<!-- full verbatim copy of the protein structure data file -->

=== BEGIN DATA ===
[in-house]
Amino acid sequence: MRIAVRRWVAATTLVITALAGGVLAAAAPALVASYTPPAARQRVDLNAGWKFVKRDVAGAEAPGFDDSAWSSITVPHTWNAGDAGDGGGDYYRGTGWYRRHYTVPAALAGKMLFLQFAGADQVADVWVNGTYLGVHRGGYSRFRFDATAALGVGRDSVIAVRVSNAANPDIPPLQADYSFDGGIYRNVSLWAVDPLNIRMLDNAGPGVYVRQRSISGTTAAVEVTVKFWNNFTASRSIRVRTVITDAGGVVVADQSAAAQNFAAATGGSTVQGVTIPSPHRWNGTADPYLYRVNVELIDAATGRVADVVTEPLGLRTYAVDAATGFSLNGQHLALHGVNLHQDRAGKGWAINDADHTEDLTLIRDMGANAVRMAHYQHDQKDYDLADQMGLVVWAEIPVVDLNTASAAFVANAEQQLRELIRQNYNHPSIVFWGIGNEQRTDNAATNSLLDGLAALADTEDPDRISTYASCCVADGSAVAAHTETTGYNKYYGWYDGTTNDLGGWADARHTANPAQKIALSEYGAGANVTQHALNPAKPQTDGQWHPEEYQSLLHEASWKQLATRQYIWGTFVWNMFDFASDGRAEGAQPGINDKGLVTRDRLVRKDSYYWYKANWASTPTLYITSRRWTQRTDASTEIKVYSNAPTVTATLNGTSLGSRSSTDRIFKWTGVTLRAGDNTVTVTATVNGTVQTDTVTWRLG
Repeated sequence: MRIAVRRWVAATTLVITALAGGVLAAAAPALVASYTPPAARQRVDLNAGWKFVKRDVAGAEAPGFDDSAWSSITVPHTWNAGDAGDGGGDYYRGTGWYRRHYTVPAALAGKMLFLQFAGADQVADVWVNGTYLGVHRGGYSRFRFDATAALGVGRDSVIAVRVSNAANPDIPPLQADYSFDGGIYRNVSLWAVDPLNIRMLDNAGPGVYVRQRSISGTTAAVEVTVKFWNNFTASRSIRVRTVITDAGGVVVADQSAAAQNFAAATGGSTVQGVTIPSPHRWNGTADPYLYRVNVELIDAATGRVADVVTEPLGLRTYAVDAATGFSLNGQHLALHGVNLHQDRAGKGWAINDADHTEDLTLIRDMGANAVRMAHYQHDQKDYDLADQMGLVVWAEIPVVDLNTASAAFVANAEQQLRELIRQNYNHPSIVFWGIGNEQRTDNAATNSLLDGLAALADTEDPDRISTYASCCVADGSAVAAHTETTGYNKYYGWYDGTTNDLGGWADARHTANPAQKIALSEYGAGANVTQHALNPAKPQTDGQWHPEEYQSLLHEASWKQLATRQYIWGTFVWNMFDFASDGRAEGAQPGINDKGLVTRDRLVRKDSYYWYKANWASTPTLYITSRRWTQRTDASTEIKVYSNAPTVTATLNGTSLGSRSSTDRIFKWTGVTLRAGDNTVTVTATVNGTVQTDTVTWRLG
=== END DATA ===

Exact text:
[in-house]
Amino acid sequence: MRIAVRRWVAATTLVITALAGGVLAAAAPALVASYTPPAARQRVDLNAGWKFVKRDVAGAEAPGFDDSAWSSITVPHTWNAGDAGDGGGDYYRGTGWYRRHYTVPAALAGKMLFLQFAGADQVADVWVNGTYLGVHRGGYSRFRFDATAALGVGRDSVIAVRVSNAANPDIPPLQADYSFDGGIYRNVSLWAVDPLNIRMLDNAGPGVYVRQRSISGTTAAVEVTVKFWNNFTASRSIRVRTVITDAGGVVVADQSAAAQNFAAATGGSTVQGVTIPSPHRWNGTADPYLYRVNVELIDAATGRVADVVTEPLGLRTYAVDAATGFSLNGQHLALHGVNLHQDRAGKGWAINDADHTEDLTLIRDMGANAVRMAHYQHDQKDYDLADQMGLVVWAEIPVVDLNTASAAFVANAEQQLRELIRQNYNHPSIVFWGIGNEQRTDNAATNSLLDGLAALADTEDPDRISTYASCCVADGSAVAAHTETTGYNKYYGWYDGTTNDLGGWADARHTANPAQKIALSEYGAGANVTQHALNPAKPQTDGQWHPEEYQSLLHEASWKQLATRQYIWGTFVWNMFDFASDGRAEGAQPGINDKGLVTRDRLVRKDSYYWYKANWASTPTLYITSRRWTQRTDASTEIKVYSNAPTVTATLNGTSLGSRSSTDRIFKWTGVTLRAGDNTVTVTATVNGTVQTDTVTWRLG
Repeated sequence: MRIAVRRWVAATTLVITALAGGVLAAAAPALVASYTPPAARQRVDLNAGWKFVKRDVAGAEAPGFDDSAWSSITVPHTWNAGDAGDGGGDYYRGTGWYRRHYTVPAALAGKMLFLQFAGADQVADVWVNGTYLGVHRGGYSRFRFDATAALGVGRDSVIAVRVSNAANPDIPPLQADYSFDGGIYRNVSLWAVDPLNIRMLDNAGPGVYVRQRSISGTTAAVEVTVKFWNNFTASRSIRVRTVITDAGGVVVADQSAAAQNFAAATGGSTVQGVTIPSPHRWNGTADPYLYRVNVELIDAATGRVADVVTEPLGLRTYAVDAATGFSLNGQHLALHGVNLHQDRAGKGWAINDADHTEDLTLIRDMGANAVRMAHYQHDQKDYDLADQMGLVVWAEIPVVDLNTASAAFVANAEQQLRELIRQNYNHPSIVFWGIGNEQRTDNAATNSLLDGLAALADTEDPDRISTYASCCVADGSAVAAHTETTGYNKYYGWYDGTTNDLGGWADARHTANPAQKIALSEYGAGANVTQHALNPAKPQTDGQWHPEEYQSLLHEASWKQLATRQYIWGTFVWNMFDFASDGRAEGAQPGINDKGLVTRDRLVRKDSYYWYKANWASTPTLYITSRRWTQRTDASTEIKVYSNAPTVTATLNGTSLGSRSSTDRIFKWTGVTLRAGDNTVTVTATVNGTVQTDTVTWRLG